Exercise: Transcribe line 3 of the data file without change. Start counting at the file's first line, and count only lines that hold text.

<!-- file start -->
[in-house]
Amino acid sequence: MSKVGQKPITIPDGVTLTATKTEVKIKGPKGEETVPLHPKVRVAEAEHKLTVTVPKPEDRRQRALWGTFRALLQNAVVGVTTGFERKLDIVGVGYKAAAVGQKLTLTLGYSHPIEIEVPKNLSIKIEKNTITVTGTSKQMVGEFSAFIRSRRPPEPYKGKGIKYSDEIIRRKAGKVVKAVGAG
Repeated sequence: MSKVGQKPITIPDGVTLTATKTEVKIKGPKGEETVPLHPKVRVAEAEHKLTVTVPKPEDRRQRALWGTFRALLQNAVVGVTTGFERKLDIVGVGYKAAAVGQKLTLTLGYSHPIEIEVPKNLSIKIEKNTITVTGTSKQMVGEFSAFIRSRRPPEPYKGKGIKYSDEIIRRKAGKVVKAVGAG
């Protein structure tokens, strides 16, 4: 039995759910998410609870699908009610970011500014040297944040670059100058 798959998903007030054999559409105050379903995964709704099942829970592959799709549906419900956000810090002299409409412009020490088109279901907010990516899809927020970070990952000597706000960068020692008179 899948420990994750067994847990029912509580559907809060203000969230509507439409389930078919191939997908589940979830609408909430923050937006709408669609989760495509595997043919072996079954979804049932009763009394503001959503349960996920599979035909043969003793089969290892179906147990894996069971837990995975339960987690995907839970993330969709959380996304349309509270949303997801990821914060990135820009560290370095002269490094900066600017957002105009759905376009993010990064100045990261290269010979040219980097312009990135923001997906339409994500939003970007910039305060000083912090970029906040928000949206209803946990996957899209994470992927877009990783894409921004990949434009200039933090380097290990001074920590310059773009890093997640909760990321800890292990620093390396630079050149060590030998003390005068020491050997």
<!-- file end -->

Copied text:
Repeated sequence: MSKVGQKPITIPDGVTLTATKTEVKIKGPKGEETVPLHPKVRVAEAEHKLTVTVPKPEDRRQRALWGTFRALLQNAVVGVTTGFERKLDIVGVGYKAAAVGQKLTLTLGYSHPIEIEVPKNLSIKIEKNTITVTGTSKQMVGEFSAFIRSRRPPEPYKGKGIKYSDEIIRRKAGKVVKAVGAG